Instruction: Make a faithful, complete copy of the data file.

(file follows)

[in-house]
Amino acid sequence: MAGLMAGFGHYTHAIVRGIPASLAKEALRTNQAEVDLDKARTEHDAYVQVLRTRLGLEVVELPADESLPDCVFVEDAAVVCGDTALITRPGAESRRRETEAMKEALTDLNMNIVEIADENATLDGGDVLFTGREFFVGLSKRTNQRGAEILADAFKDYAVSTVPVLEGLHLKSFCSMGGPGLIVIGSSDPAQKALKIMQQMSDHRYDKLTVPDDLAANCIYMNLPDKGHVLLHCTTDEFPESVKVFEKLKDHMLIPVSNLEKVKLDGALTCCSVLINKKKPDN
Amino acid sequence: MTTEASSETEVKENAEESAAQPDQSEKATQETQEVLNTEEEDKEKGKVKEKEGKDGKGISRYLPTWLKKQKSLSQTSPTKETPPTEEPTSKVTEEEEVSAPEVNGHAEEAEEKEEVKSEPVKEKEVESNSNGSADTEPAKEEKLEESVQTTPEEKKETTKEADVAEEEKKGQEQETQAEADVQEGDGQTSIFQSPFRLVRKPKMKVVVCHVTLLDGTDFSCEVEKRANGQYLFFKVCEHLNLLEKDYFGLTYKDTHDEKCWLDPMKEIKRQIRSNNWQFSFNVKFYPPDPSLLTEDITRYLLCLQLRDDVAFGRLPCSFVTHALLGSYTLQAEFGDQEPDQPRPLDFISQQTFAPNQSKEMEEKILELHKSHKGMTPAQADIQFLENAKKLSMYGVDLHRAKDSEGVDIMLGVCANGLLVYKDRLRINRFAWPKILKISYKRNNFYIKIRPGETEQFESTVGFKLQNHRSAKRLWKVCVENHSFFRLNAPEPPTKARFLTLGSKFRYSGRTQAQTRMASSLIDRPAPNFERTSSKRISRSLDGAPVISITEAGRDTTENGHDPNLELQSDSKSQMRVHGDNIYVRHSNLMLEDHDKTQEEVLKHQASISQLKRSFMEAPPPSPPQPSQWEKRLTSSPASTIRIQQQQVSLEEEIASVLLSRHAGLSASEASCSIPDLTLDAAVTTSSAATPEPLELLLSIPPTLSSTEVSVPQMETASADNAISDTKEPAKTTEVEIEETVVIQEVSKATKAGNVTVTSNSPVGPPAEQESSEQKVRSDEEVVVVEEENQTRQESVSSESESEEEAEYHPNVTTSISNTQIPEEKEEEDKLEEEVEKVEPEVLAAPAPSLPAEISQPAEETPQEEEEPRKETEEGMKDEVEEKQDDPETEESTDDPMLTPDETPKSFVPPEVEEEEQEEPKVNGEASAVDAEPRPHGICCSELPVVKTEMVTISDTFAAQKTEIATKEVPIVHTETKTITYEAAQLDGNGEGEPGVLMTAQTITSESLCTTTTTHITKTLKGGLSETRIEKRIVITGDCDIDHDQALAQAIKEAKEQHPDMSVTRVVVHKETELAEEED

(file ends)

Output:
[in-house]
Amino acid sequence: MAGLMAGFGHYTHAIVRGIPASLAKEALRTNQAEVDLDKARTEHDAYVQVLRTRLGLEVVELPADESLPDCVFVEDAAVVCGDTALITRPGAESRRRETEAMKEALTDLNMNIVEIADENATLDGGDVLFTGREFFVGLSKRTNQRGAEILADAFKDYAVSTVPVLEGLHLKSFCSMGGPGLIVIGSSDPAQKALKIMQQMSDHRYDKLTVPDDLAANCIYMNLPDKGHVLLHCTTDEFPESVKVFEKLKDHMLIPVSNLEKVKLDGALTCCSVLINKKKPDN
Amino acid sequence: MTTEASSETEVKENAEESAAQPDQSEKATQETQEVLNTEEEDKEKGKVKEKEGKDGKGISRYLPTWLKKQKSLSQTSPTKETPPTEEPTSKVTEEEEVSAPEVNGHAEEAEEKEEVKSEPVKEKEVESNSNGSADTEPAKEEKLEESVQTTPEEKKETTKEADVAEEEKKGQEQETQAEADVQEGDGQTSIFQSPFRLVRKPKMKVVVCHVTLLDGTDFSCEVEKRANGQYLFFKVCEHLNLLEKDYFGLTYKDTHDEKCWLDPMKEIKRQIRSNNWQFSFNVKFYPPDPSLLTEDITRYLLCLQLRDDVAFGRLPCSFVTHALLGSYTLQAEFGDQEPDQPRPLDFISQQTFAPNQSKEMEEKILELHKSHKGMTPAQADIQFLENAKKLSMYGVDLHRAKDSEGVDIMLGVCANGLLVYKDRLRINRFAWPKILKISYKRNNFYIKIRPGETEQFESTVGFKLQNHRSAKRLWKVCVENHSFFRLNAPEPPTKARFLTLGSKFRYSGRTQAQTRMASSLIDRPAPNFERTSSKRISRSLDGAPVISITEAGRDTTENGHDPNLELQSDSKSQMRVHGDNIYVRHSNLMLEDHDKTQEEVLKHQASISQLKRSFMEAPPPSPPQPSQWEKRLTSSPASTIRIQQQQVSLEEEIASVLLSRHAGLSASEASCSIPDLTLDAAVTTSSAATPEPLELLLSIPPTLSSTEVSVPQMETASADNAISDTKEPAKTTEVEIEETVVIQEVSKATKAGNVTVTSNSPVGPPAEQESSEQKVRSDEEVVVVEEENQTRQESVSSESESEEEAEYHPNVTTSISNTQIPEEKEEEDKLEEEVEKVEPEVLAAPAPSLPAEISQPAEETPQEEEEPRKETEEGMKDEVEEKQDDPETEESTDDPMLTPDETPKSFVPPEVEEEEQEEPKVNGEASAVDAEPRPHGICCSELPVVKTEMVTISDTFAAQKTEIATKEVPIVHTETKTITYEAAQLDGNGEGEPGVLMTAQTITSESLCTTTTTHITKTLKGGLSETRIEKRIVITGDCDIDHDQALAQAIKEAKEQHPDMSVTRVVVHKETELAEEED